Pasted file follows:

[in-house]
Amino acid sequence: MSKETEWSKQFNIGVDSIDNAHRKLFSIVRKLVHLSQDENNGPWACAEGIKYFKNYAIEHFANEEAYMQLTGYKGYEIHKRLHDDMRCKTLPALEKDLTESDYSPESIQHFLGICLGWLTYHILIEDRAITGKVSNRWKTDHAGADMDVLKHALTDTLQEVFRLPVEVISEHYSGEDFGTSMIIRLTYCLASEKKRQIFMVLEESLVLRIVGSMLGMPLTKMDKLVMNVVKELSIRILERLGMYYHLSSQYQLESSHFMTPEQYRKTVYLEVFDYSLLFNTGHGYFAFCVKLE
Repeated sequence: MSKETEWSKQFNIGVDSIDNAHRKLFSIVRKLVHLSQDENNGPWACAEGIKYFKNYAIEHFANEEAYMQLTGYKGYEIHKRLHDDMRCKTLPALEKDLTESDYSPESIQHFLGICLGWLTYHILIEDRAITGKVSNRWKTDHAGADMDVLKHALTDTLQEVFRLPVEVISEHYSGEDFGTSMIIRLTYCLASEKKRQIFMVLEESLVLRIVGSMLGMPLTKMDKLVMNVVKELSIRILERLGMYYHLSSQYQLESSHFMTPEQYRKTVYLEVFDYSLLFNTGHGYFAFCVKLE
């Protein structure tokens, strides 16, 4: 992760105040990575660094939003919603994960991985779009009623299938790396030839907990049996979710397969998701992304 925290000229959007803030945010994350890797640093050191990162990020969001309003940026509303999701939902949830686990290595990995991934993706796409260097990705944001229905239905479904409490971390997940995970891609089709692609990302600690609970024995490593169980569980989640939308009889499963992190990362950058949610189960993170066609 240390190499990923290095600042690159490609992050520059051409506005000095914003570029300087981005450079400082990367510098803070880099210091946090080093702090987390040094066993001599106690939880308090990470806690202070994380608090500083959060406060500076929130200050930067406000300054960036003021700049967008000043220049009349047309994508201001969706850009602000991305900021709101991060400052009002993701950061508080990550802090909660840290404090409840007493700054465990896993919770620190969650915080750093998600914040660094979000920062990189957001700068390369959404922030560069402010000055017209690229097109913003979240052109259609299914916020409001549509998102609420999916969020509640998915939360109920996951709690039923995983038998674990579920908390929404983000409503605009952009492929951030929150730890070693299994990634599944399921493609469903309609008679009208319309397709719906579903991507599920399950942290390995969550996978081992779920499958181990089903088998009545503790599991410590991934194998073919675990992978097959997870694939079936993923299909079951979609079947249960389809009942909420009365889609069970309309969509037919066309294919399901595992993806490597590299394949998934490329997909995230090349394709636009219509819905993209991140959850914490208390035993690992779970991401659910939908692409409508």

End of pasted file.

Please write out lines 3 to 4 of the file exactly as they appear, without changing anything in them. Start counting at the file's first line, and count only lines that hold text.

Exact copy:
Repeated sequence: MSKETEWSKQFNIGVDSIDNAHRKLFSIVRKLVHLSQDENNGPWACAEGIKYFKNYAIEHFANEEAYMQLTGYKGYEIHKRLHDDMRCKTLPALEKDLTESDYSPESIQHFLGICLGWLTYHILIEDRAITGKVSNRWKTDHAGADMDVLKHALTDTLQEVFRLPVEVISEHYSGEDFGTSMIIRLTYCLASEKKRQIFMVLEESLVLRIVGSMLGMPLTKMDKLVMNVVKELSIRILERLGMYYHLSSQYQLESSHFMTPEQYRKTVYLEVFDYSLLFNTGHGYFAFCVKLE
């Protein structure tokens, strides 16, 4: 992760105040990575660094939003919603994960991985779009009623299938790396030839907990049996979710397969998701992304 925290000229959007803030945010994350890797640093050191990162990020969001309003940026509303999701939902949830686990290595990995991934993706796409260097990705944001229905239905479904409490971390997940995970891609089709692609990302600690609970024995490593169980569980989640939308009889499963992190990362950058949610189960993170066609 240390190499990923290095600042690159490609992050520059051409506005000095914003570029300087981005450079400082990367510098803070880099210091946090080093702090987390040094066993001599106690939880308090990470806690202070994380608090500083959060406060500076929130200050930067406000300054960036003021700049967008000043220049009349047309994508201001969706850009602000991305900021709101991060400052009002993701950061508080990550802090909660840290404090409840007493700054465990896993919770620190969650915080750093998600914040660094979000920062990189957001700068390369959404922030560069402010000055017209690229097109913003979240052109259609299914916020409001549509998102609420999916969020509640998915939360109920996951709690039923995983038998674990579920908390929404983000409503605009952009492929951030929150730890070693299994990634599944399921493609469903309609008679009208319309397709719906579903991507599920399950942290390995969550996978081992779920499958181990089903088998009545503790599991410590991934194998073919675990992978097959997870694939079936993923299909079951979609079947249960389809009942909420009365889609069970309309969509037919066309294919399901595992993806490597590299394949998934490329997909995230090349394709636009219509819905993209991140959850914490208390035993690992779970991401659910939908692409409508």